Get Your Questions Answered

Avoiding Judgement

a mother talking to her young adult addictIt’s easy to judge or to appear to judge when confronted with your child’s substance use. It can feel like a failure. You raised them differently than this. Right? Unfortunately, that kind of shame and stigma is pushed on us by societal misunderstandings of what substance use disorders are. Rather than a mental health disorder caused by exposure and a combination of vulnerabilities to that disorder, addiction is seen as a personal weakness. Changing that perception is important if you want to be able to talk to your child about their health, their future, and their opportunities without sharing that stigma.

Unfortunately, when you talk to you child from a point of shame, you will communicate that you want them to get better so that they can go to school, achieve societal values, stop embarrassing you, etc. None of that will motivate your child to recover. Instead, you want to talk to them from a point of caring about their wellbeing, their health, their ability to live life, to achieve their goals and dreams, and to build things for themselves.

That can be difficult if you’re worried about what people at school think, what your family members thing, or even what the neighbors think.

Focus on Building Trust in Recovery

As long as your child is under the age of 18, you can make them go to rehab and treatment. Unfortunately, you can’t make them succeed at rehab and treatment. Instead, that requires motivation and a want to recover. While most adolescent and youth rehab programs have strong motivational tracts as part of the program, motivation for recovery starts at home.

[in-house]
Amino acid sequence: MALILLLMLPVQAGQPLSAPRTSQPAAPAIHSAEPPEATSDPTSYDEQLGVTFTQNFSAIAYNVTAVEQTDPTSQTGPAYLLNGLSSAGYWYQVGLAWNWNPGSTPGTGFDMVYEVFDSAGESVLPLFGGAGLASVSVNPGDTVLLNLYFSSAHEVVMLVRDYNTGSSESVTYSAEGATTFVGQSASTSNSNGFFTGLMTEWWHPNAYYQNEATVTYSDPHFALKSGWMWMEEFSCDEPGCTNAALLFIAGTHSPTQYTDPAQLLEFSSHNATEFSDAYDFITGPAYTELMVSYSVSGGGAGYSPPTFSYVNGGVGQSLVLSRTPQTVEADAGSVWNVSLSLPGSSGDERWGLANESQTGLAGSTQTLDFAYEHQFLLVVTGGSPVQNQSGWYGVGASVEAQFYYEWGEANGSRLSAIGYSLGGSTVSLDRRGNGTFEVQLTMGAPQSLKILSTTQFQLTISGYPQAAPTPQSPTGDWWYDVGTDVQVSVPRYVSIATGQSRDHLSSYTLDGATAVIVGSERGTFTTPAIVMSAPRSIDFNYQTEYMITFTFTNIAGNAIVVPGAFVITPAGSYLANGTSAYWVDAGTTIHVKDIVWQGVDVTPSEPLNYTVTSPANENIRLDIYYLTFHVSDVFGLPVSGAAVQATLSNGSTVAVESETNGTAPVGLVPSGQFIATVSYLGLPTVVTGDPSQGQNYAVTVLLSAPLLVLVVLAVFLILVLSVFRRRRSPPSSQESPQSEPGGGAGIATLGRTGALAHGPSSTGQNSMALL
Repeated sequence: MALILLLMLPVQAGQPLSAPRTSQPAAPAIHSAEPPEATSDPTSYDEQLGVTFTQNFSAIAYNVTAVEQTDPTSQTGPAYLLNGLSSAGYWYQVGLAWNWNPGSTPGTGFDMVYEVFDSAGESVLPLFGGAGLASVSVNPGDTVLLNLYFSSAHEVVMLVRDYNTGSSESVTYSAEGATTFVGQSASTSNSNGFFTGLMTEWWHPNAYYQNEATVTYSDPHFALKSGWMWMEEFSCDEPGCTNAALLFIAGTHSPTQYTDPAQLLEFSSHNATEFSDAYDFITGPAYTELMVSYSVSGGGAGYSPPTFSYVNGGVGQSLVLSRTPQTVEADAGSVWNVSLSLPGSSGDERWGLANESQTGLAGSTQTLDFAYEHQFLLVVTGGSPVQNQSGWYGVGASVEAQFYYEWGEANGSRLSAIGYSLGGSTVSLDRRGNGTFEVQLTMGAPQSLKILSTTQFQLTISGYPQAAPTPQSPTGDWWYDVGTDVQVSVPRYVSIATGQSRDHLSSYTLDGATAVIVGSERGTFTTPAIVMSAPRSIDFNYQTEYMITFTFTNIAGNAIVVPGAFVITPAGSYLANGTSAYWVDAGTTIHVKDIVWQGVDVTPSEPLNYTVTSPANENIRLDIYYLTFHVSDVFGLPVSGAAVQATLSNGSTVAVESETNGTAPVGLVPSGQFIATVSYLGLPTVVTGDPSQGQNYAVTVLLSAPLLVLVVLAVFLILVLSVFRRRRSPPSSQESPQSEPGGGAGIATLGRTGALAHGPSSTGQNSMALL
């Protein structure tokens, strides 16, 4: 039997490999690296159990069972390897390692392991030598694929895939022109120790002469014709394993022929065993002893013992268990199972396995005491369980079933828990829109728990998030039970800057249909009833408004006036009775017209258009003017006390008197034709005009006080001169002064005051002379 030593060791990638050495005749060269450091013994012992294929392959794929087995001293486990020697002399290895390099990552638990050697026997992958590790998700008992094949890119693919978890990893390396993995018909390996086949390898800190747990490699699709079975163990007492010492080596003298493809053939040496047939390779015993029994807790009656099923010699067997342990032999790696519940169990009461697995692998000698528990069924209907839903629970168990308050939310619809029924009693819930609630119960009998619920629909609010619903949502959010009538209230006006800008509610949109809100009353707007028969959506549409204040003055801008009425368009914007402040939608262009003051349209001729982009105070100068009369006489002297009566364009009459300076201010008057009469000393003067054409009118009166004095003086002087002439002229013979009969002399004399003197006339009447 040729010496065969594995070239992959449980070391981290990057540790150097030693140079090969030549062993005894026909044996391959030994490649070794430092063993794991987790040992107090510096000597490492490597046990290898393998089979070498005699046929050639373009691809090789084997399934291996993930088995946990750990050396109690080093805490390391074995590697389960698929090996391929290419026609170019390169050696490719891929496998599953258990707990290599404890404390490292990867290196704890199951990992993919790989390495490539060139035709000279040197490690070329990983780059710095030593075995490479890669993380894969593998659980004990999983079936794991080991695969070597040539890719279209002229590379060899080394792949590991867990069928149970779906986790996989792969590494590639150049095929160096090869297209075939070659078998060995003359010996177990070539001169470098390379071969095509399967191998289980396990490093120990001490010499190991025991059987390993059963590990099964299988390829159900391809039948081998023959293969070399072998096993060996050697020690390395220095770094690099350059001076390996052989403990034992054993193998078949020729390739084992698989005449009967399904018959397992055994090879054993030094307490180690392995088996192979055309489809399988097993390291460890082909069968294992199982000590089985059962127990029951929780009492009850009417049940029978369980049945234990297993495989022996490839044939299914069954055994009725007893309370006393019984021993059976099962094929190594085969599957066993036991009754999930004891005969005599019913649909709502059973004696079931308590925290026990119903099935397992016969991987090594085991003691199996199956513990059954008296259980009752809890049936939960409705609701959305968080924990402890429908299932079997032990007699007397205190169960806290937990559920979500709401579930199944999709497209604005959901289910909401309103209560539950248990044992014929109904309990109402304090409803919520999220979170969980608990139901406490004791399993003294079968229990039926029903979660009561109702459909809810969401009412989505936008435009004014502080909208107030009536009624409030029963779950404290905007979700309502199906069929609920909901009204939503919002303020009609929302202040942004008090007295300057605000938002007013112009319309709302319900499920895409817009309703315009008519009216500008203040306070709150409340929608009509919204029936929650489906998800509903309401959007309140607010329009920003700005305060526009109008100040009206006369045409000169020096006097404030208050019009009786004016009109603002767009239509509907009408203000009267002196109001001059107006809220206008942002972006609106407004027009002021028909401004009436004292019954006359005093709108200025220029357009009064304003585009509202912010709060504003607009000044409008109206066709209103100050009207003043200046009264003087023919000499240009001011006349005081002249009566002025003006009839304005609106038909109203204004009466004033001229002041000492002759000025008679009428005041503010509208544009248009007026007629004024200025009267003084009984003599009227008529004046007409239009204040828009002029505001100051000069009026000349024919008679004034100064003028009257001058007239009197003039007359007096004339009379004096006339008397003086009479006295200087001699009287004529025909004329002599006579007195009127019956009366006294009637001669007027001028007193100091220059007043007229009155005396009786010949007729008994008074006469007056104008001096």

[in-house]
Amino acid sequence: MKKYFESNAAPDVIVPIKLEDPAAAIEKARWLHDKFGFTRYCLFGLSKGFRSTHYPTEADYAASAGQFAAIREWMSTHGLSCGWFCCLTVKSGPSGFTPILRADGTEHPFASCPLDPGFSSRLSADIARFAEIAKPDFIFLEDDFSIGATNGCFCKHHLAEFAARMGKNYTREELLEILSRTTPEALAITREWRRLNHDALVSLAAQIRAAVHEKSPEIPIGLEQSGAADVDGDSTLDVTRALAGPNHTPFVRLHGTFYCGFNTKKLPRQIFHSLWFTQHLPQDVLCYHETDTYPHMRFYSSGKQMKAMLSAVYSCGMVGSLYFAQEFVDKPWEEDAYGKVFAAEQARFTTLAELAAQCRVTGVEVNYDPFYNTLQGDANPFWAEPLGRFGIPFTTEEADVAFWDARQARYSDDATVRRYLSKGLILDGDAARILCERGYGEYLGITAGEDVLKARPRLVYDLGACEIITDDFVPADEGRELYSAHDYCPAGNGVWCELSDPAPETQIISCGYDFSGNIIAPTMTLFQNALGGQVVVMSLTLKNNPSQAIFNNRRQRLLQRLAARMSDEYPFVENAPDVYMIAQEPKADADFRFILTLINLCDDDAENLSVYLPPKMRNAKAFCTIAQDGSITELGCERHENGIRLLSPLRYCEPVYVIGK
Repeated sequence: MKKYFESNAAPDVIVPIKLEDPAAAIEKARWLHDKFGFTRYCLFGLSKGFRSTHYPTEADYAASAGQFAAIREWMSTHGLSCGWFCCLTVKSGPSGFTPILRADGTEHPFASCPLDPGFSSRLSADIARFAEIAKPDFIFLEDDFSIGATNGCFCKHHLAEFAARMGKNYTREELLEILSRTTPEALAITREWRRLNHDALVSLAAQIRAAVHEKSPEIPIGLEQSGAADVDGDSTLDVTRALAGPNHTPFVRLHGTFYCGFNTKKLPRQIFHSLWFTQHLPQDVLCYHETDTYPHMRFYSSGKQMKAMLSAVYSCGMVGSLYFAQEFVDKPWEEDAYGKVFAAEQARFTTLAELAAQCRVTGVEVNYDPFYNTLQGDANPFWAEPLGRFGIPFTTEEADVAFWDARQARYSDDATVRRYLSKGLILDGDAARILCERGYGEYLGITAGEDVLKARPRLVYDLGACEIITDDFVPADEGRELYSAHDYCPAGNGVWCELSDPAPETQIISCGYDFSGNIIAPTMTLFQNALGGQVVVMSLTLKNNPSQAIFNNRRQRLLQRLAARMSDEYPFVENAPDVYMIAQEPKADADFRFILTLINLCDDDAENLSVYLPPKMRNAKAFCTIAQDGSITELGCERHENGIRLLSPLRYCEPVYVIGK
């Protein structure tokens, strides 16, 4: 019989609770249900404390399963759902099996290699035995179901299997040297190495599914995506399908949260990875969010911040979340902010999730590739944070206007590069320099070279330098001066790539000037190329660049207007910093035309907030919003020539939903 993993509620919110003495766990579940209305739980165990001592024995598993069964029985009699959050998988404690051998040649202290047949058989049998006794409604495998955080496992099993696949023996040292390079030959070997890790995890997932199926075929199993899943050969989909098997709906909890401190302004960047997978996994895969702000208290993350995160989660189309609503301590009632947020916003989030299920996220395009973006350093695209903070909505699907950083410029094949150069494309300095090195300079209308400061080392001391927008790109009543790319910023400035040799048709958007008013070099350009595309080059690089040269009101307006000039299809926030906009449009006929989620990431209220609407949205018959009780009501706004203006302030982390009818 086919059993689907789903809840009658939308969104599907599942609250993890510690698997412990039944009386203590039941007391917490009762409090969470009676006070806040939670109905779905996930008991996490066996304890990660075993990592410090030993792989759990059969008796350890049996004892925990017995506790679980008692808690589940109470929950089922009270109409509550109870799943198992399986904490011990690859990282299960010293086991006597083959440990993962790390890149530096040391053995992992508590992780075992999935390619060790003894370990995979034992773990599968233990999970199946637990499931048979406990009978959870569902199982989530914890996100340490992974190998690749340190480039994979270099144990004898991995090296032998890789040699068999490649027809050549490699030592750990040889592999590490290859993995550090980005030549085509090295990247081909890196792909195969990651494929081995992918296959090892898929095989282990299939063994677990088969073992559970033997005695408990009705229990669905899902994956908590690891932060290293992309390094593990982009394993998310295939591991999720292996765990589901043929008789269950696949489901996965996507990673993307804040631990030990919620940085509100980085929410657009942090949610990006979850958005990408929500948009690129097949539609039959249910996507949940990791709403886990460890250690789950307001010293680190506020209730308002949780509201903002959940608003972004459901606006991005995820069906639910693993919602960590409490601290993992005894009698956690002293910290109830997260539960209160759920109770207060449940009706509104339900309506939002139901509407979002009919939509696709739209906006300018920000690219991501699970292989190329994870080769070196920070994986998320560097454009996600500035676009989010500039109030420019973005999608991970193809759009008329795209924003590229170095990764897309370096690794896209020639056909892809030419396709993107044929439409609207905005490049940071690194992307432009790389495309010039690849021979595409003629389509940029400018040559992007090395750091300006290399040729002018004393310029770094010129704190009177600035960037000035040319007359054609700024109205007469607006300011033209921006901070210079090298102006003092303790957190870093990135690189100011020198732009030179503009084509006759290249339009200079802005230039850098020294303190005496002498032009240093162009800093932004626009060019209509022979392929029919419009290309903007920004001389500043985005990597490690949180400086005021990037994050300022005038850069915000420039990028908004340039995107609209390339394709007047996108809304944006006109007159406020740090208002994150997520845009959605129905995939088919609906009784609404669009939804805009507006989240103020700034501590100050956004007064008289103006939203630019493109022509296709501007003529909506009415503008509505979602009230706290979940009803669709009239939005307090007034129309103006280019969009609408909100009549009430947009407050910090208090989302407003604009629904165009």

Often, that means investing in listening to your child, into understanding why they use in the first place, and on being part of recovery. That might mean:

  • Taking part in family therapy or relationship therapy
  • Working with your child to understand what’s going on at school
  • Seeking out trauma therapy with your child
  • Learning communication and parenting skills
  • Listening to your child about their mental health, social health, and emotional health and working on plans to improve those together

You can’t change that your child is struggling with drugs or alcohol. However, you can focus on the future with their mental health first, understand that that health is influenced by a holistic environment including parenting, home, and school, and take steps to improve that.